Google Searches For Ways To Put Artificial Intelligence To Use In Health Care
One of the biggest corporations on the planet is taking a serious interest in the intersection of artificial intelligence and health.
Google and its sister companies, parts of the holding company Alphabet, are making a huge investment in the field, with potentially big implications for everyone who interacts with Google — which is more than a billion of us.
The push into AI and health is a natural evolution for a company that has developed algorithms that reach deep into our lives through the Web.
“The fundamental underlying technologies of machine learning and artificial intelligence are applicable to all manner of tasks,” says Greg Corrado, a neuroscientist at Google. That’s true, he says, “whether those are tasks in your daily life, like getting directions or sorting through email, or the kinds of tasks that doctors, nurses, clinicians and patients face every day.”
Corrado knows a bit about that. He helped Google develop the algorithm that Gmail uses to suggest replies.
The company also knows the value of being in the health care sphere. “It’s pretty hard to ignore a market that represents about 20 percent of [U.S.] GDP,” says John Moore, an industry analyst at Chilmark Research. “So whether it’s Google or it’s Microsoft or it’s IBM or it’s Apple, everyone is taking a look at what they can do in the health care space.”
Google, which provides financial support to NPR, made a false start into this field a decade ago. The company backed off after a venture called Google Health failed to take root. But now, Google has rebooted its efforts.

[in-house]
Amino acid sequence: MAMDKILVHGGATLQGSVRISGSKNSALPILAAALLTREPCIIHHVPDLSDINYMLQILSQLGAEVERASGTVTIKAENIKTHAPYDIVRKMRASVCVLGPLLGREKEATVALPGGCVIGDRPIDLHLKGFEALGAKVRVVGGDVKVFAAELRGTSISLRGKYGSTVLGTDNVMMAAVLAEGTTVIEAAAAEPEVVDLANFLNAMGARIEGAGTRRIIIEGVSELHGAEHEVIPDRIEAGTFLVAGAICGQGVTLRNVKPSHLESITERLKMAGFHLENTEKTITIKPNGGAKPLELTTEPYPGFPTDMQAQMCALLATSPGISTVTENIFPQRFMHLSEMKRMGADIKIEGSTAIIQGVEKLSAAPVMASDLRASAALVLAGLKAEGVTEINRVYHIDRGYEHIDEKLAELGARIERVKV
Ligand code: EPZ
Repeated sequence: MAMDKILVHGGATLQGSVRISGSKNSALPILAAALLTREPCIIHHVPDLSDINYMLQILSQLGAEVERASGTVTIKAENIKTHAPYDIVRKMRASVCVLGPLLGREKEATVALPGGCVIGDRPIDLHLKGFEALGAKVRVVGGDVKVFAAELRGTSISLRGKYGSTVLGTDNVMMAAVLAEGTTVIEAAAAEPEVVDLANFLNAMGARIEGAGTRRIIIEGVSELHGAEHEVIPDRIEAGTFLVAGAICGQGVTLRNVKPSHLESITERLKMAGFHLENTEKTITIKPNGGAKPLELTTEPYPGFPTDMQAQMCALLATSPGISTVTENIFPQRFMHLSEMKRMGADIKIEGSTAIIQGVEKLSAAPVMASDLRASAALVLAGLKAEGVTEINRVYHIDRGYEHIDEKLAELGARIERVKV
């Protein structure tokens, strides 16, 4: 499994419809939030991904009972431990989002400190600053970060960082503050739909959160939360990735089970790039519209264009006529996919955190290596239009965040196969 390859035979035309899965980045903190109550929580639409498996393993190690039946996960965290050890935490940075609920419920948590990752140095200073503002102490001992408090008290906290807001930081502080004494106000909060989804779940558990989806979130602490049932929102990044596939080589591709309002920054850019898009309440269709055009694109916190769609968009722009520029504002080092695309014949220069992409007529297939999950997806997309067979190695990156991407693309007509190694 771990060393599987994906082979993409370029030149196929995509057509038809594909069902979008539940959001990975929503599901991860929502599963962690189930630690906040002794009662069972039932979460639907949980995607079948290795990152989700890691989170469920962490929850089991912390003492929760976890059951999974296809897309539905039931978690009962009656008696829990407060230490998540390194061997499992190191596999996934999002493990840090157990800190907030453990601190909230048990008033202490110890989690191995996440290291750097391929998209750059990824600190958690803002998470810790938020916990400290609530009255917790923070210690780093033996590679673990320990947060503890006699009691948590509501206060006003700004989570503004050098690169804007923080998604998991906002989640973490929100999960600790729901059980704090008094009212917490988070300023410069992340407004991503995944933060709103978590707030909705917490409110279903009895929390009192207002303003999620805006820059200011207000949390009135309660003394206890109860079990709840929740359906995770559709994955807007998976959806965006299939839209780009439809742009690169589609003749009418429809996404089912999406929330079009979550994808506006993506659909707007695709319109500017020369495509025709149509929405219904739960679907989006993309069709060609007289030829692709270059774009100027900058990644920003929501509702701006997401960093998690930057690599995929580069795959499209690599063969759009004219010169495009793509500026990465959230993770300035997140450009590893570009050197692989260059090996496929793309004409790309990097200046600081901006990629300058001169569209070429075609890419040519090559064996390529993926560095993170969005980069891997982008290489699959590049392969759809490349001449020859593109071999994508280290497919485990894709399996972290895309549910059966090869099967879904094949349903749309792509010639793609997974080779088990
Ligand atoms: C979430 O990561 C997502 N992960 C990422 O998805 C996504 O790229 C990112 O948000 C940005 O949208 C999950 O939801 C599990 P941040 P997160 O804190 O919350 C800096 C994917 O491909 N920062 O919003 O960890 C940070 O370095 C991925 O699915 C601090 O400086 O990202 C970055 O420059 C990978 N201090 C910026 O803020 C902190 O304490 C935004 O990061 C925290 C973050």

Hundreds of employees are working on these health projects, often partnering with other companies and academics. Google doesn’t disclose the size of its investment, but Moore says it’s likely in the billions of dollars.
One of the prime movers is a sister company called Verily, which this year got a billion-dollar boost for its already considerable efforts. Among its projects is software that can diagnose a common cause of blindness called diabetic retinopathy and that is currently in use in India. Verily is also working on tools to monitor blood sugar in people with diabetes, as well as surgical robots that learn from each operation.
“In each of these cases, you can use new technologies and new tools to solve a problem that’s right in front of you,” says cardiologist Jessica Mega, Verily’s chief medical and scientific officer. “In the case of surgical robotics, this idea of learning from one surgery to another becomes really important, because we should be constantly getting better.”
Mega says the rise of artificial intelligence isn’t that big a departure from devices we’re used to, like pacemakers and implantable defibrillators, which jump into action in response to health signals from the body. “So patients are already seeing this intersection between technology and health care,” she says. “It’s just we’re hitting an inflection point.”
That’s because the same kinds of algorithms that are giving rise to self-driving cars can also operate in the health care sphere. It’s all about managing huge amounts of data.
Hospitals have gigabytes of information about the typical patient in the form of electronic health records, scans and sometimes digitized pathology slides. That’s fodder for algorithms to ingest and crunch. And Mega says there’s a potential to wring a lot more useful information out of it.
“There’s this idea that you are healthy until you become sick,” she says, “but there’s really a continuum” between health and disease. If computer algorithms can pick up early signs of a slide toward disease, that could help people avoid getting sick.
But medical data aren’t typically collected for research purposes, so there are gaps. To close those, Verily has partnered with Duke University and Stanford University in an effort called Project Baseline, which seeks to recruit 10,000 volunteers to give tons more data to the company.